Do your research
As the old saying goes, ‘knowledge is power’. The first important step in negotiating your salary is being well informed about the salary ranges typically offered for the kind of work you do. This involves spending some time to research what someone with equivalent experience and skills is currently earning in the same industry. This will give you confidence that your salary expectations are realistic and reasonable. While getting direct access to information about salaries can be difficult, you should try to talk to people within your chosen field.
There are a number of websites that provide information about pay rates in different sectors. First of all check out the website of your prospective employer to see if there is any information about salary and conditions as well as the websites of professional associations and unions for your particular sector. Good places to start are:
- Careers NZ has information on salary and wage levels and employment trends in their ‘Jobs database’ section. Click on the job title to find out more information on pay rates.
- Trade Me has a salary guide section
Find out information about the needs and interests of your counterpart in the negotiation e.g. the company website and job description. Contrast these with your own needs and interests. Identify what areas of interest you and your counterpart share. Thinking about the possible goals of the other party in the negotiation will help you meet their goals and create a ‘win-win’ situation.
Before you negotiate you also need to assess your particular situation. You need to be clear about the pros and cons of negotiating, what leverage you might have, and what your goals are as well as those of the other party.
It helps to ask yourself the following questions:
- Do the benefits of negotiating in this situation outweigh the costs?
- Can I have influence in this situation?
- What are my interests in this negotiation?
- What are the interests of the other negotiating party?
Make sure you know what your goals are. If you don’t know what you want, it is unlikely you will be able to ask for it. Goals need to be realistic but with a touch of aspiration as they can be a self-fulfilling prophecy. Determine how your goals meet the employer’s interests (list 3-4 points).
Think about negotiation in the broader context of an ‘employment package’, not just in terms of pay. As part of your package, your employer can offer you many other perks and benefits. These perks and benefits can increase the financial value of ‘the offer’ as well as improve your working conditions.
Some common perks and benefits that you may want to consider in your negotiations are:
- Flexible hours
- Working from home
- More sick leave
- More annual leave
- Company shares
- Free or subsidised healthcare/health insurance
- Support for professional development and study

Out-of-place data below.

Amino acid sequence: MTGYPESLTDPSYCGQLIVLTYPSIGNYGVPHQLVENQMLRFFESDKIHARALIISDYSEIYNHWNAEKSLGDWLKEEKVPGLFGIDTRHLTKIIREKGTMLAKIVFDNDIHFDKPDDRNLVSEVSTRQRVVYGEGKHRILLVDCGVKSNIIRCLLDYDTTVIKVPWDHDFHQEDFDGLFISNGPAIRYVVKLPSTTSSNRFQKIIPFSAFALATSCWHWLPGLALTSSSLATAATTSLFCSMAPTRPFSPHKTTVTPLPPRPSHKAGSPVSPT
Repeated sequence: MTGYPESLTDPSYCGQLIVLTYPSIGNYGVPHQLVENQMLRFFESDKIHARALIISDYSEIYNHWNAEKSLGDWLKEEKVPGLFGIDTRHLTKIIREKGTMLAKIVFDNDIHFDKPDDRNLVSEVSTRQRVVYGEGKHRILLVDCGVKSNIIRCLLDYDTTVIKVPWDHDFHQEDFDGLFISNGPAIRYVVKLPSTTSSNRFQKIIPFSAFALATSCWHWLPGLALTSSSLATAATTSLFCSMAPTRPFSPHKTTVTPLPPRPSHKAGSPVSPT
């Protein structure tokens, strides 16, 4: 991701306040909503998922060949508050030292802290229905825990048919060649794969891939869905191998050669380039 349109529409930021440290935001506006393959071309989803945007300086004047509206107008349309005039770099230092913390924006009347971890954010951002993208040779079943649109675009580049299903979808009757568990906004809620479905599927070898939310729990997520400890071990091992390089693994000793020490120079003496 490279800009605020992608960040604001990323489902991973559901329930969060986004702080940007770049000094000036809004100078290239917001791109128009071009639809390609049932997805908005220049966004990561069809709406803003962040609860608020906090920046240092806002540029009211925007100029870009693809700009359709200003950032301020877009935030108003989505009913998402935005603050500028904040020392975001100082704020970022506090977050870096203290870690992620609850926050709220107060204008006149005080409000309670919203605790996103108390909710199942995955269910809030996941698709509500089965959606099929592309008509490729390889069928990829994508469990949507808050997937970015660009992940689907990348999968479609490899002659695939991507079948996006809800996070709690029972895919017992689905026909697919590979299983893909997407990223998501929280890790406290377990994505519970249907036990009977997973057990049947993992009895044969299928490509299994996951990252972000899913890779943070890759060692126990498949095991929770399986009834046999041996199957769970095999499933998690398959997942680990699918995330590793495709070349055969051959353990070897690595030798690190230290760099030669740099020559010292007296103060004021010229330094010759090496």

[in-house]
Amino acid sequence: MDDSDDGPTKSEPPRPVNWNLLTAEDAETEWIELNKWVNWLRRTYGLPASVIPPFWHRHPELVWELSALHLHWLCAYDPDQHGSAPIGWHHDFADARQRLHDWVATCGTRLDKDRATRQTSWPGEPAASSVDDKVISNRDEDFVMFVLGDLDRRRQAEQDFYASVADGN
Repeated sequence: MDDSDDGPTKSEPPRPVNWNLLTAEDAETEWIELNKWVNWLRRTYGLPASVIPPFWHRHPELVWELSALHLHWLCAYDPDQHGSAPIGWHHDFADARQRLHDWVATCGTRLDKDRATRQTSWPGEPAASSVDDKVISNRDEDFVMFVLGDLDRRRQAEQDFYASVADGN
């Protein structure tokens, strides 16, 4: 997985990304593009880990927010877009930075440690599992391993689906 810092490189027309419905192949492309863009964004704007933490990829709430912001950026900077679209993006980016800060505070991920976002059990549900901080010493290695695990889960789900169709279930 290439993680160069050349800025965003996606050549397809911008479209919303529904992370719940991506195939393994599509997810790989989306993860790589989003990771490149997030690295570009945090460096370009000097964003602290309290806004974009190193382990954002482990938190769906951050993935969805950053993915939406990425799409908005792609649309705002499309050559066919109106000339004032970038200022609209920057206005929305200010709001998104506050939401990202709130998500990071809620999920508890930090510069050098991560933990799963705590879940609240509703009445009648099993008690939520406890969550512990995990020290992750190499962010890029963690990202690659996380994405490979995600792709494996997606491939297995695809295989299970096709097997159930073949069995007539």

- Use of a vehicle
- Subsidised or free vehicle parking
- Performance bonuses
- In-house gym or free or subsidised gym membership
- Clothing allowances.
Choices give you bargaining strength. In a salary negotiation it is important to think about your other options in case a good deal can’t be reached. What are your alternatives? Do you have other job offers or prospects to weigh up against this one? If you have no alternative but to take what is being offered, and the other party realises this, then you are in a weaker position and you will probably be more anxious to take anything you can get. Try to build up some viable options before you negotiate so that you are in a situation where you can make a choice as to what works best for you.
Research suggests that when women adopt an advocacy role and are negotiating a salary on behalf of another person, for example a colleague, they perform as well as men.
A 2010 study by Emily Amanatullah randomly assigned people to one of two negotiation roles: one in which they advocated for themselves, and one in which they were bargaining for a colleague. The experiment found that the advocacy role uniquely affected female negotiators: female negotiators advocating for themselves made larger concessions than male negotiators or female negotiators advocating for a colleague. Amanatullah explains:
"When women negotiate for themselves, their assertiveness could be seen as running foul of gender expectations. But if women are assertive on behalf of someone else, it does not violate gender stereotypes. It reads as caring, not overly demanding or pushy."
Situations such as job interviews and negotiation discussions can be difficult to predict as you don’t know how the other person will behave and respond to you. There are so many different possibilities as to how the scenario will unfold. This can create anxiety.
Obviously, you can’t completely plan the negotiation ahead of time, but a little preparation and practice will help to alleviate this anxiety. Think about some of the various directions the negotiation might go and develop responses to each potential scenario. Plan out different approaches to what you might say and how you will say it. Role-play various scenarios if you can. By practicing ahead of time you will feel more prepared for the conversation and more confident.